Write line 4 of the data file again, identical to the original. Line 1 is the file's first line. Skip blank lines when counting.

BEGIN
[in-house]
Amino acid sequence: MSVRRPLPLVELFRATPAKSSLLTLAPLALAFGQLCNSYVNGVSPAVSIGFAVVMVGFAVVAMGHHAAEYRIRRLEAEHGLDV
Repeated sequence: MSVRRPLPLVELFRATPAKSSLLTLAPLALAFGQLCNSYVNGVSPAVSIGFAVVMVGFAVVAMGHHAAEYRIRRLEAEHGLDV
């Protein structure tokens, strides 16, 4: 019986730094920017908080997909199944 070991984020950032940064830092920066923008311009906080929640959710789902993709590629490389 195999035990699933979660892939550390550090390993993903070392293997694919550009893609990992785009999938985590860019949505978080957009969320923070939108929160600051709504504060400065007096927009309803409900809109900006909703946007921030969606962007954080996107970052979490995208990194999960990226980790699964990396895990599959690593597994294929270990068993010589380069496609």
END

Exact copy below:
């Protein structure tokens, strides 16, 4: 019986730094920017908080997909199944 070991984020950032940064830092920066923008311009906080929640959710789902993709590629490389 195999035990699933979660892939550390550090390993993903070392293997694919550009893609990992785009999938985590860019949505978080957009969320923070939108929160600051709504504060400065007096927009309803409900809109900006909703946007921030969606962007954080996107970052979490995208990194999960990226980790699964990396895990599959690593597994294929270990068993010589380069496609």